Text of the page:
U.S. president optimistic about major trade deal after Beijing suspends tariffs on American cars and auto parts
President Donald Trump on Friday predicted a major U.S.-China trade deal in the near future, saying that Beijing’s negotiating position had been weakened by the impact of the tariffs war between the world’s top two economies.
“China wants to make a big and very comprehensive deal. It could happen, and rather soon!” Trump tweeted.
His optimism followed China’s decision earlier Friday to back off from extra punitive duties that had been imposed this summer on U.S.-made cars and auto parts. The move was seen as the first concrete result of the U.S. leader’s G20 talks with his counterpart Xi Jinping earlier this month. Those tariffs now fall from 40 percent to 15 percent—the same rate imposed on all foreign-made vehicles. The relief will last for three months from Jan. 1.
“Suspension of the tariffs is a concrete measure to implement the consensus reached by the two heads of state,” said the announcement by the State Council’s Tariff Commission Office, noting it applied to 211 product codes.
Trump said the climb-down showed that China had been forced to blink in their on-off spat, after months of heavy U.S. tariffs on Chinese imports. “China just announced that their economy is growing much slower than anticipated because of our Trade War with them. They have just suspended U.S. Tariff Hikes. U.S. is doing very well,” Trump said.
Beijing’s move also demonstrated that talks to resolve the trade conflict have survived the tension sparked by Canada’s arrest of a top Chinese telecom executive at the behest of U.S. law enforcement.
Meng Wanzhou, chief financial officer of telecoms behemoth Huawei, has been released on bail in Canada. China wants her unconditional release. Washington wants her extradited for allegedly violating U.S. sanctions on Iran.
China apparently retaliated by detaining two Canadians on suspicion of “harm to national security”—a phrase often used by Beijing when alleging espionage.
Washington insists that the case is driven purely by the U.S. Justice Department, rather than anything to do with the trade dispute, but Trump has muddied the waters by suggesting he might intervene if that would help the trade talks.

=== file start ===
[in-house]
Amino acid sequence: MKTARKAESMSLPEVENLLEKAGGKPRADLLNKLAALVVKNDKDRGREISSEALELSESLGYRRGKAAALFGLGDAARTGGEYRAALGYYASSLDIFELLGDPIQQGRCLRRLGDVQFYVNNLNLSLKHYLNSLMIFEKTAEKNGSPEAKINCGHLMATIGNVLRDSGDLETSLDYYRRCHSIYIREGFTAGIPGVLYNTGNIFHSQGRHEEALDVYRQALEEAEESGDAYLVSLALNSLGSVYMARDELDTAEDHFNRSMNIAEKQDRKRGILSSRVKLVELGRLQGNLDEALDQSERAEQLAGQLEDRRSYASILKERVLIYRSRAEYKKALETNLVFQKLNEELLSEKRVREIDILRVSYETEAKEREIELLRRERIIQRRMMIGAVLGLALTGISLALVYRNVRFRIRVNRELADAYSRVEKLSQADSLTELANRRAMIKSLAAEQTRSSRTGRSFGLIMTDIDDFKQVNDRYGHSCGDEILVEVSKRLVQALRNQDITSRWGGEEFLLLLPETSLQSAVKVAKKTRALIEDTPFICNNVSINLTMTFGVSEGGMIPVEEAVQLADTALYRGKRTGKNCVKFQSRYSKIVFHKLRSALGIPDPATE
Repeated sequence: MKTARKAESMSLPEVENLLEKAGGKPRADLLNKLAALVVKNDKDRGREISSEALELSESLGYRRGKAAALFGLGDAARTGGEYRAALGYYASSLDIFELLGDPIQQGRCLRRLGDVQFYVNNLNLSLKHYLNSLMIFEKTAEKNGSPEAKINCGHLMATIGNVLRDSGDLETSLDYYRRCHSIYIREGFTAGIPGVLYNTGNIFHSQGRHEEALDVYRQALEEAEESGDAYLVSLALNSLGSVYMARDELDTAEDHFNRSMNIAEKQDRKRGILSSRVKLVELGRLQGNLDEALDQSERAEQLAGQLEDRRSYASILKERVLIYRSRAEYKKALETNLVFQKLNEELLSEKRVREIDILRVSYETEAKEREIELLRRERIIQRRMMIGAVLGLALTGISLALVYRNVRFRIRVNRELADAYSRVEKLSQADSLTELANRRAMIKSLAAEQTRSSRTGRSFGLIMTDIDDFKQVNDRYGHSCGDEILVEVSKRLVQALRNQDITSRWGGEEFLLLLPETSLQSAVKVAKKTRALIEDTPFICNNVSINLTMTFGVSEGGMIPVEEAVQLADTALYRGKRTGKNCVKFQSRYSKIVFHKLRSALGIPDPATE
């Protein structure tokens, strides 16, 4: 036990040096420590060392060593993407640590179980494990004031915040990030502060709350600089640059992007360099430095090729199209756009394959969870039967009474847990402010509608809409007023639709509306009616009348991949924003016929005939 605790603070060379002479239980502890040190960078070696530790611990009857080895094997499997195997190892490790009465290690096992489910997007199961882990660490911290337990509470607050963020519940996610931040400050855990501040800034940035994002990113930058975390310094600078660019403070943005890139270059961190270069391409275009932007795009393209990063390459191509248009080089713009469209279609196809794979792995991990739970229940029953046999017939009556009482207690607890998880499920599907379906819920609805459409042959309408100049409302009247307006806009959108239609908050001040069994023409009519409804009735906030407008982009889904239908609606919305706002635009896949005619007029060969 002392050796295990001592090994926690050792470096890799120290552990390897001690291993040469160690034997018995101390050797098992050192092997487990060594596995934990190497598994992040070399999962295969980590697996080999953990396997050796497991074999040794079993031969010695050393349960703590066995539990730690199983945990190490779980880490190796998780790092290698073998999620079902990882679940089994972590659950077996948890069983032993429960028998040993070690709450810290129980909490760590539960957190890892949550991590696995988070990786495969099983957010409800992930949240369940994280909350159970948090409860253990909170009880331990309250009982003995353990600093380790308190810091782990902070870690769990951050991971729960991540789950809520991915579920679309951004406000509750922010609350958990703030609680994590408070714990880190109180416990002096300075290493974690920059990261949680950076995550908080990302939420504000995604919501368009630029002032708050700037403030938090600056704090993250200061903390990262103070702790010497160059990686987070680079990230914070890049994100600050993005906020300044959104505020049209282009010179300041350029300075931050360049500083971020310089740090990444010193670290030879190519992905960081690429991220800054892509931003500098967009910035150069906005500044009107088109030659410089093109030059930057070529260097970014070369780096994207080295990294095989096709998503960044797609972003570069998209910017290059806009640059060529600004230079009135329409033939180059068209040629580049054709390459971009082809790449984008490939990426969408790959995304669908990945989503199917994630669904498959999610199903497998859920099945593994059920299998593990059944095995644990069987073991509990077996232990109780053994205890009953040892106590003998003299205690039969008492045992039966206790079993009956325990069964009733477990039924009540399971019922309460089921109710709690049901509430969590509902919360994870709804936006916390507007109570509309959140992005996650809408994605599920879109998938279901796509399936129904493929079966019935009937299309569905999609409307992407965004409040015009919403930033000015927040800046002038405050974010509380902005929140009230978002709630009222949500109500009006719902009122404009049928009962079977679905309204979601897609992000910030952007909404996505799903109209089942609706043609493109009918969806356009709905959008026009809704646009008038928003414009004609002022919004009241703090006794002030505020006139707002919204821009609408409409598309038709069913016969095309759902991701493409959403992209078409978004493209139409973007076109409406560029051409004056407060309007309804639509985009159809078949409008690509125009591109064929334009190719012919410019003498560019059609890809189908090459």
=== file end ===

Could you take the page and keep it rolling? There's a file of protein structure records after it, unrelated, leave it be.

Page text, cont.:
Trump and Chinese leader Xi Jinping agreed on the sidelines of the G20 summit in Buenos Aires on Dec. 1 to a 90-day truce while they tried to find a solution to the escalating trade dispute. Confusion and unease over what agreement the two sides reached in Argentina has roiled stock markets.
But trade negotiators talked on the phone this week to discuss a timetable for talks. Friday’s announcement in Beijing also confirms what Trump said on Dec. 2 about China acting on the auto tariffs.
“We hope that both sides will—in accordance with the consensus reached by the two heads of state, on the premise of mutual respect, mutual equality, faithfulness, words and actions—intensify consultations in the direction of cancelling all of the extra tariff increases,” the State Council’s statement said.
The tariff suspension will benefit U.S. carmakers like Tesla and Ford which have seen China sales tumble. “It is essential that governments work together to advance balanced and fair trade. We look forward to learning more,” a spokesman for Ford said after Trump announced China would cut car tariffs. International automakers Daimler, maker of the Mercedes-Benz, and BMW have also exported American-made SUVs to China.
U.S. exports to China fell 25 percent on-year in November as the higher tariffs on hundreds of American goods hurt demand. In another signal that China may move to satisfy Trump, the country’s top legislature announced Friday that it would hold a session from Dec. 23-29 to discuss legislation on foreign investment and a draft revision to the patent law.
The United States has long complained of a lack of fair access for foreign companies in China and rampant theft of intellectual property. For now, the National People’s Congress Standing Committee has not provided details about the draft legislation.
Maintaining and resolving the trade truce could help stabilize sentiment in China, where confidence in the economy has been hurt by the trade frictions with Washington.
Earlier on Friday, economic data showed Chinese consumer spending grew at its slowest pace in 15 years and factories eased up in November, raising the prospect that Beijing could turn to fresh stimulus measures to help the sputtering economy. China’s top officials on the Politburo said in a statement Thursday that major economic indicators would be kept within a reasonable range next year.
“The meeting also signaled further market opening,” economists at Trivium Research wrote in a newsletter.